- Teeth chattering: This is typically a sign of fear or aggression among male-to-male hamster encounters but is also heard with female to female encounters as well. When a hamster is trying to protect his cage against an intruder, you may notice the chattering sound.
- Echolocation: Because hamsters have poor eyesight, they use echolocation to explore and navigate.
Hamsters use chemical cues to communicate messages by scent.
- Flank scent glands: Most of the time the scent glands are the most common chemical cue. Syrian hamsters, Romanian, Turkish, and the Roborovski hamsters have paired flank scent glands on each hip. These glands are used to mark territory by rubbing their sides on a vertical surface. Flank markings can occur in a nonsocial or a social setting. They can be a status marker to determine dominant or submissive hamsters.
- Other scent glands: Dwarf hamsters such as the Campbell's hamster and the winter white hamster have six pairs of scent glands located on the ears, belly, and genitals.
- Salivary glands: Hamsters can recognize familiar hamsters by their breath.
More than likely, you're more interested in how your hamster is trying to communicate with you. It's pretty simple, and for the most part, you can figure out what your hamster is trying to tell you by just paying attention. Basic communication clues are going to be bodily and auditory cues.
- Burrows in clean litter: The hamster is happy and checking to see if there is something hidden for him to eat.
- Watches with erect ears: Curious but calm
- Grooms itself: Hamster is seeking reassurance that everything is fine. If the hamster is out of the cage and with you, grooming himself, then he's content and feels good about the situation.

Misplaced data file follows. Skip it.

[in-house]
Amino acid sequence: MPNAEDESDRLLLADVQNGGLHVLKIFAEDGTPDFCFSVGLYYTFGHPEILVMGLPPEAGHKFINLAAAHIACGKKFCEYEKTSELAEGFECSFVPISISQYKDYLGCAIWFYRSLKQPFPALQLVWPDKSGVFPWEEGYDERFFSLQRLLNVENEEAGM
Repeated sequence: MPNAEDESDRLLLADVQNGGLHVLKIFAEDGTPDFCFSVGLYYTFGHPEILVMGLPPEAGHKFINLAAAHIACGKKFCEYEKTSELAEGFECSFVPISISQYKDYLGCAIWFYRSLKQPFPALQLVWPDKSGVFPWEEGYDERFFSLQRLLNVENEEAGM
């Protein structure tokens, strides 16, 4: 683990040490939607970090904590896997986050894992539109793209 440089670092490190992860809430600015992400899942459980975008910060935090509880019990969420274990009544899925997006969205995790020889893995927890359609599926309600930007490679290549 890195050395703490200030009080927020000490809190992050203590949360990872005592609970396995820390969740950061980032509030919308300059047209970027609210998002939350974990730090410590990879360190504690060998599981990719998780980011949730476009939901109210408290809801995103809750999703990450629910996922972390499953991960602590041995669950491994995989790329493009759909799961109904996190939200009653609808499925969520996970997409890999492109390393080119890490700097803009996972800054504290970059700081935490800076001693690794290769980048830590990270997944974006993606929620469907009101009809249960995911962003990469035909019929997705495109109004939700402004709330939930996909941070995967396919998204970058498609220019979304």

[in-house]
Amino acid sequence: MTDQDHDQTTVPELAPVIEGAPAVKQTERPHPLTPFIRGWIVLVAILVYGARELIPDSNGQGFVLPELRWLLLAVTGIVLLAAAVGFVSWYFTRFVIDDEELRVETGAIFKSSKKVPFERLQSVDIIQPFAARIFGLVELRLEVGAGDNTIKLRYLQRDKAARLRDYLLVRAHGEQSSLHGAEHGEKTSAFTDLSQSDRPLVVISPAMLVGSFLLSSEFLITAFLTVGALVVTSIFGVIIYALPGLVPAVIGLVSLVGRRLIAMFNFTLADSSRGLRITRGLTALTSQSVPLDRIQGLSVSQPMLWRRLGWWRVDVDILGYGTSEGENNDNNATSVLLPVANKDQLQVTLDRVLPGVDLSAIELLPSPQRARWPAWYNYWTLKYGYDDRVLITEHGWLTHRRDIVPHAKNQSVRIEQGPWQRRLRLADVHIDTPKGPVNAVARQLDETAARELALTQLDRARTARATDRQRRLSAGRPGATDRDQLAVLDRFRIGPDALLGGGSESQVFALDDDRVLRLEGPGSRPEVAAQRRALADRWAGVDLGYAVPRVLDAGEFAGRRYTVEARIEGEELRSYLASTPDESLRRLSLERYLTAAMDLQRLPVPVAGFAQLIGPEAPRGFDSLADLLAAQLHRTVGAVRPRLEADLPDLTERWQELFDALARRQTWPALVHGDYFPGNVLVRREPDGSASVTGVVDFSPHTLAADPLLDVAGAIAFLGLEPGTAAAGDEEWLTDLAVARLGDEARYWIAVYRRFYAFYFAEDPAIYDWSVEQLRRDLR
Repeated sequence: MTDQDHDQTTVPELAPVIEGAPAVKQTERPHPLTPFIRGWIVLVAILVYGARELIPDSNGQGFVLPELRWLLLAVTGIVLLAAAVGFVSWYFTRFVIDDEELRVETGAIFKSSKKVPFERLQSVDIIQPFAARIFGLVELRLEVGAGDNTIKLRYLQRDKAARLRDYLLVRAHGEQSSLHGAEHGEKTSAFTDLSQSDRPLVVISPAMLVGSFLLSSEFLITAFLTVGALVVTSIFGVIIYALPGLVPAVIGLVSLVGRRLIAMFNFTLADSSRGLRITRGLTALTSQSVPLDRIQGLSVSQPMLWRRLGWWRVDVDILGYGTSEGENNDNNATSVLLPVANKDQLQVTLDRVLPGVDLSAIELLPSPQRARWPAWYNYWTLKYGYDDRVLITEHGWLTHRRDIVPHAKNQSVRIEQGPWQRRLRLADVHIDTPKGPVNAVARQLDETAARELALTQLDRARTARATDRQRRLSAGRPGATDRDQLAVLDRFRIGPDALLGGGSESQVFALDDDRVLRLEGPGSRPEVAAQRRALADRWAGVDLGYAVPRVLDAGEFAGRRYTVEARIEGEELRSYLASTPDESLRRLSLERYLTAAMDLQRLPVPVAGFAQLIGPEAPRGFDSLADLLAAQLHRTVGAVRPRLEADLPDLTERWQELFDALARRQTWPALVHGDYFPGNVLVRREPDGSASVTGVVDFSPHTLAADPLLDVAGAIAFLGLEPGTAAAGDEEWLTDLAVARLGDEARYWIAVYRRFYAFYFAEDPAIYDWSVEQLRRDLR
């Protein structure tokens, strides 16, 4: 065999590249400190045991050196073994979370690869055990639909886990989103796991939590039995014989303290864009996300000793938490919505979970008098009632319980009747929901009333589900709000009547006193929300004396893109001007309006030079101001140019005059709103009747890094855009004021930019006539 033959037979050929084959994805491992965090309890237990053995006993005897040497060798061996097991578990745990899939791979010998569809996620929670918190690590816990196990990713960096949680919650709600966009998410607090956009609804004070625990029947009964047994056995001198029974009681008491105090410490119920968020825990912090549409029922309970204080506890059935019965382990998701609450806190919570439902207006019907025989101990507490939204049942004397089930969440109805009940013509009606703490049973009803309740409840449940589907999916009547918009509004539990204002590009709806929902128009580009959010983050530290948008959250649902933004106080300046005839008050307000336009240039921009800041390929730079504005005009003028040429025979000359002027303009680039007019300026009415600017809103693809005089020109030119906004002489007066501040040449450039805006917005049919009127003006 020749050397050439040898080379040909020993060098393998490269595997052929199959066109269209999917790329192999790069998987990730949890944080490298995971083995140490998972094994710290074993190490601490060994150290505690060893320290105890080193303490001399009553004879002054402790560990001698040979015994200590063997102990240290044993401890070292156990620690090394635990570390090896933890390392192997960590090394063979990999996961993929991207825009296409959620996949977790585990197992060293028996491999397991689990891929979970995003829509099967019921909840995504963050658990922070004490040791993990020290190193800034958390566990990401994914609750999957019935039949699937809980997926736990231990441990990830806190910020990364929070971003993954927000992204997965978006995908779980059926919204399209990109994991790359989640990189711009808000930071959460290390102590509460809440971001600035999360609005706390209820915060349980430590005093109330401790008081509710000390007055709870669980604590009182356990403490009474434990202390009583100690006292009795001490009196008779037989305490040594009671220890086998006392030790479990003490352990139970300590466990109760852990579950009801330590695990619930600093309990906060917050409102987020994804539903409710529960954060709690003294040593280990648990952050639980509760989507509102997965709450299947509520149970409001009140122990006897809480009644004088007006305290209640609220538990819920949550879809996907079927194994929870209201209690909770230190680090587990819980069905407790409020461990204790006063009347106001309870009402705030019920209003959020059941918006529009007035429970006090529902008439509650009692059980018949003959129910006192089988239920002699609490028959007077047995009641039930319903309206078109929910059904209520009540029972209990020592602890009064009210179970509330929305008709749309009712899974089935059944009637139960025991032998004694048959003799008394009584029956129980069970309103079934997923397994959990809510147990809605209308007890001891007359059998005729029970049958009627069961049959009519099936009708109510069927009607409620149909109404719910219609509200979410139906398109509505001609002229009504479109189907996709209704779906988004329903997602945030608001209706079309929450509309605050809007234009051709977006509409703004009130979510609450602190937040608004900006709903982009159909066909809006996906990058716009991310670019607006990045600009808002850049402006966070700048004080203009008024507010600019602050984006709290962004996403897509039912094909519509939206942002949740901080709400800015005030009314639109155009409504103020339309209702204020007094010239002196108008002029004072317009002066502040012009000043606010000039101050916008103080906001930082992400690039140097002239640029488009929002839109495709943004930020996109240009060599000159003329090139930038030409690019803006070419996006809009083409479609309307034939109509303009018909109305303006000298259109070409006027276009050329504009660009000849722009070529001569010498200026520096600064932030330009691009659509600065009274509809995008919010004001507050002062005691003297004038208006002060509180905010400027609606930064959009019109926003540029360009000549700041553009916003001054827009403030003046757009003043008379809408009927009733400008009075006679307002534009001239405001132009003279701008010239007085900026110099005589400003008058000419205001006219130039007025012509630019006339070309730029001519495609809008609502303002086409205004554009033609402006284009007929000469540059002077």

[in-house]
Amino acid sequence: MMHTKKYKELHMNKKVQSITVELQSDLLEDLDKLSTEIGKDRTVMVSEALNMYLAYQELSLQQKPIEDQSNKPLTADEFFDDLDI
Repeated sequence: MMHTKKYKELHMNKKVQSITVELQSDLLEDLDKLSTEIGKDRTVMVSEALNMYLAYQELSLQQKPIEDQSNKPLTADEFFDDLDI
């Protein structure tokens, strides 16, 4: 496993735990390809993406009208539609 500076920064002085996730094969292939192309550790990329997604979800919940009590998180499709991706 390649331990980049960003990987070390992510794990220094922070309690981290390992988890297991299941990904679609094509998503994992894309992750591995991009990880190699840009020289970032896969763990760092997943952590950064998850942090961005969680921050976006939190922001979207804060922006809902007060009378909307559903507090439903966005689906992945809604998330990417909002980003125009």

- Stretches: Feels good and relaxed.
- Ears forwards, check pouches puffed up: The hamster is insecure and may feel the need to flee.
- Stands on back feet and boxes: The hamsters feels threatened and is countering with aggression.
- Startled when you approach: The hamster isn't feeling safe and may require gentle handling and less strenuous out of he cage play.
- Ears are laid back: The hamster is suspicious of something and is watching carefully; he may be upset or feel aggressive.
- Flops onto back and displays teeth: The hamster is frightened and wants you to back off.
- Creeps along the floor of the cage, especially near the walls: The hamster is uncertain and frightened.
- Chattering: The hamster is either excited or nervous. In some cases, the hamster may be showing signs of aggression or fear.
- Loud squeaks: The hamster may be hurt, feels discomfort, threatened, agitated, or just wants attention.
- Hissing: The hamster is irritated, upset, and frightened
- Clicking: Happy and content
- Teeth-grinding: Very irritated and wants to be left alone.
This content is accurate and true to the best of the author’s knowledge and is not meant to substitute for formal and individualized advice from a qualified professional.